Glorious Sight

John 9:1–7

It can be a wearisome toil to figure out life. It has been in the heart of man since the beginning of time to determine why things happen, what we can do to make things better, who is to blame when things go wrong, and what really is the true meaning of life.

Along the way, we have discovered a variety of laws that begin to make sense of it all: the law of gravity, laws of motion, the law of supply and demand, etc. We try to apply it to the moral realm, too: If man does x, God will do y. If man falls short of x, God will do z.

The heart of man is obsessed with this algebra of the soul, for it keeps him in control and elevates his work as the ultimate meaning of life.
Photo Credit
Photo Credit
As a result, when the disciples come upon a blind man in John 9, the wheels of their souls begin to spin as to whose work was deficient in order to produce such an outcome. Was it the sin of this man or the sin of his parents? Other outcomes, too, were being drawn as they worked out this scene in their hearts—namely, since they could see, their righteousness had clearly surpassed that of the blind man’s, making him a constant reminder of their superiority as they passed by him day after day. The blind man made them feel better about themselves, and, deep down, his healing would be a disappointment. Condemnation was the work they preferred.

The Light of the World, though, was on a mission to seek and to save, to heal the blind, to give His life.

God put His Son forward to highlight His work in all of life. Man wanted to maintain the law—keep it and be blessed or break it and suffer. It is our only way to gain glory for ourselves in this dark world. Little did we know, however, that none could keep the law, and our sin had already put us all under the curse of death. Sin and we shall surely die. Someone with perfect work would have to come to fulfil this law and deliver us from our terminal blindness. Jesus came. He would do this work.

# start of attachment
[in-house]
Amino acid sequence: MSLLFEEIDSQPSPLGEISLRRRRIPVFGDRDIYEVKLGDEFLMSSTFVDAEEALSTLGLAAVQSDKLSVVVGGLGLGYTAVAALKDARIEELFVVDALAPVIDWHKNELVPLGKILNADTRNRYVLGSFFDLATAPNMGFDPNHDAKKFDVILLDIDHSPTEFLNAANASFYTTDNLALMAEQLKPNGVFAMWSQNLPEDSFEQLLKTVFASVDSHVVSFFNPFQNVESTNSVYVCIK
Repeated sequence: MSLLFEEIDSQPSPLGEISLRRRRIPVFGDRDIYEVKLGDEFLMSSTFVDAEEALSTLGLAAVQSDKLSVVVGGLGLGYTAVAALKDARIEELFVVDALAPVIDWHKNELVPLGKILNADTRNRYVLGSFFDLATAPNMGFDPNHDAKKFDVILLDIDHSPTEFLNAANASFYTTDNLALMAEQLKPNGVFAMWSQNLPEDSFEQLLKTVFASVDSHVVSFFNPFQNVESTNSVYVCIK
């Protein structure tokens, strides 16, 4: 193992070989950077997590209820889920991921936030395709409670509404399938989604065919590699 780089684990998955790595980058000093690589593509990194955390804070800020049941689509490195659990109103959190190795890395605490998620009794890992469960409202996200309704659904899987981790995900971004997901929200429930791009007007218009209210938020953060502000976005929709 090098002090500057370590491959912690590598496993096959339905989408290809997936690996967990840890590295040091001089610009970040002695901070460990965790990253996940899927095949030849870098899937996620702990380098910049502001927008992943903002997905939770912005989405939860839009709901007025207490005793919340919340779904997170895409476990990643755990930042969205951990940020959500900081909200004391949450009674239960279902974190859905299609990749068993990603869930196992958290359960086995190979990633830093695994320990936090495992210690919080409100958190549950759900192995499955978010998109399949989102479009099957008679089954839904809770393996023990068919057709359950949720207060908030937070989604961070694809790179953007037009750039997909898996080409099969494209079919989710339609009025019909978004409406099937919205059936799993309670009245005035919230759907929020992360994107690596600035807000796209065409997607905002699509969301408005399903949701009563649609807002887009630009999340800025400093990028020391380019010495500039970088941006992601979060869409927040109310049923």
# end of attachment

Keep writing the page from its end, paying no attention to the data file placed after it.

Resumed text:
Highlighting our work keeps us in blindness. There was more than one blind man standing before Jesus on that day. He came into an entire world of blind men. His Father had sent Him to accomplish a work that would deliver us from our blindness. His work would graciously trump ours. This man’s affliction was a gift to show the world the works of God. Jesus gave him instruction but also a heart to follow it. The man obeyed. He saw before he could see. He washed in the pool, and he was healed. He came back seeing!

He saw before he could see.

The blind man's healing was not a result of his work. It was the work of the Father. It was the work of His Son. Jesus gets the glory that rises to the Father. Ultimately, His cross would secure
the healing. Our sin, our work, taken on Himself. His work, his righteousness, given to us. The death we deserved by failing to keep our side of the equation, was taken by Him. Life, is given to us. He does all the work! He gets the glory! We get sight to see Him!

When we see, all of life is redeemed by His grace. Nothing is earned by the redeemed children of the Father. Through Jesus, He has graciously given us all things (Romans 8:32.) Even our afflictions are turned to rays of mercy. He takes sight to give sight! He gives sight to give more sight! The equation has been gloriously solved! He is over it all! His work transcends all of ours! What a relief. What a rest. What a joy!

May we be diligent in proclaiming His work wherever we go. Condemnation brings
darkness. We don’t need to bring darkness; the world is already in darkness. This is not
the work of our Savior, nor should it be ours. Let us bring the Light of the World to all its
dark corners. Let us bring healing, not condemnation. God is at work. Everywhere. All
the time. Bringing Light. What a joy to follow Him on His glorious mission! Life has
meaning, and the meaning is Jesus!